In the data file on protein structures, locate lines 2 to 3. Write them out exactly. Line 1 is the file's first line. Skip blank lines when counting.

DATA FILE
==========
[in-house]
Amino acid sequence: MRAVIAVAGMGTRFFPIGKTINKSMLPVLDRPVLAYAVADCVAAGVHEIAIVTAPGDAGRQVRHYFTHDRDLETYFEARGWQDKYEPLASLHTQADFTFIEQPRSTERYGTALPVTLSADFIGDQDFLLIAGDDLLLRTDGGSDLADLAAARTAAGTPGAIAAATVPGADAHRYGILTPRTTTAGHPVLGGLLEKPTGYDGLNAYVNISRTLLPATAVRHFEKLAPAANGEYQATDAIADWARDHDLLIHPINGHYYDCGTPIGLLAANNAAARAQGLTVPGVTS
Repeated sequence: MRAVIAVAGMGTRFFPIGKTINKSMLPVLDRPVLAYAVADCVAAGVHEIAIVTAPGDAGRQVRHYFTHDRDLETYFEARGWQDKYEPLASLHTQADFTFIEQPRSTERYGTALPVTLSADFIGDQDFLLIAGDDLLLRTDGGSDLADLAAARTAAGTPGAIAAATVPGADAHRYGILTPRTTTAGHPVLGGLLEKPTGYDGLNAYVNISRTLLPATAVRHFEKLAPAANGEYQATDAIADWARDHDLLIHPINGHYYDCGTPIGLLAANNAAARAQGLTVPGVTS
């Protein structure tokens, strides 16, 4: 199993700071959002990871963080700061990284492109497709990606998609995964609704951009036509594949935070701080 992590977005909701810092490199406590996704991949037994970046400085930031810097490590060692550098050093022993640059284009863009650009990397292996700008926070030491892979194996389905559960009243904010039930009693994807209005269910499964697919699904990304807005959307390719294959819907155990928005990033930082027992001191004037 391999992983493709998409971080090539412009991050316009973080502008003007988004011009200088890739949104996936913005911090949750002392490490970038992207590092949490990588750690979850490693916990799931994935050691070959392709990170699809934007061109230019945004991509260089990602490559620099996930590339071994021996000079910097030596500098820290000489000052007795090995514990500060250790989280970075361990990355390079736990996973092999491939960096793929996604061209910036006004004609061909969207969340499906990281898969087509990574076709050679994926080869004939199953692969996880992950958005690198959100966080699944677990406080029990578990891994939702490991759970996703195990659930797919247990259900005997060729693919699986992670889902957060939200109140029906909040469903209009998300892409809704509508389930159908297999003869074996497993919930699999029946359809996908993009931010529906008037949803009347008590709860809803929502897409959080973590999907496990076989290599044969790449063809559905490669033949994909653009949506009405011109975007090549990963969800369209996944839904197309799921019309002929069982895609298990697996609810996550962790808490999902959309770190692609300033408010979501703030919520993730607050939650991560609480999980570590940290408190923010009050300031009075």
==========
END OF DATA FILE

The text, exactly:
Amino acid sequence: MRAVIAVAGMGTRFFPIGKTINKSMLPVLDRPVLAYAVADCVAAGVHEIAIVTAPGDAGRQVRHYFTHDRDLETYFEARGWQDKYEPLASLHTQADFTFIEQPRSTERYGTALPVTLSADFIGDQDFLLIAGDDLLLRTDGGSDLADLAAARTAAGTPGAIAAATVPGADAHRYGILTPRTTTAGHPVLGGLLEKPTGYDGLNAYVNISRTLLPATAVRHFEKLAPAANGEYQATDAIADWARDHDLLIHPINGHYYDCGTPIGLLAANNAAARAQGLTVPGVTS
Repeated sequence: MRAVIAVAGMGTRFFPIGKTINKSMLPVLDRPVLAYAVADCVAAGVHEIAIVTAPGDAGRQVRHYFTHDRDLETYFEARGWQDKYEPLASLHTQADFTFIEQPRSTERYGTALPVTLSADFIGDQDFLLIAGDDLLLRTDGGSDLADLAAARTAAGTPGAIAAATVPGADAHRYGILTPRTTTAGHPVLGGLLEKPTGYDGLNAYVNISRTLLPATAVRHFEKLAPAANGEYQATDAIADWARDHDLLIHPINGHYYDCGTPIGLLAANNAAARAQGLTVPGVTS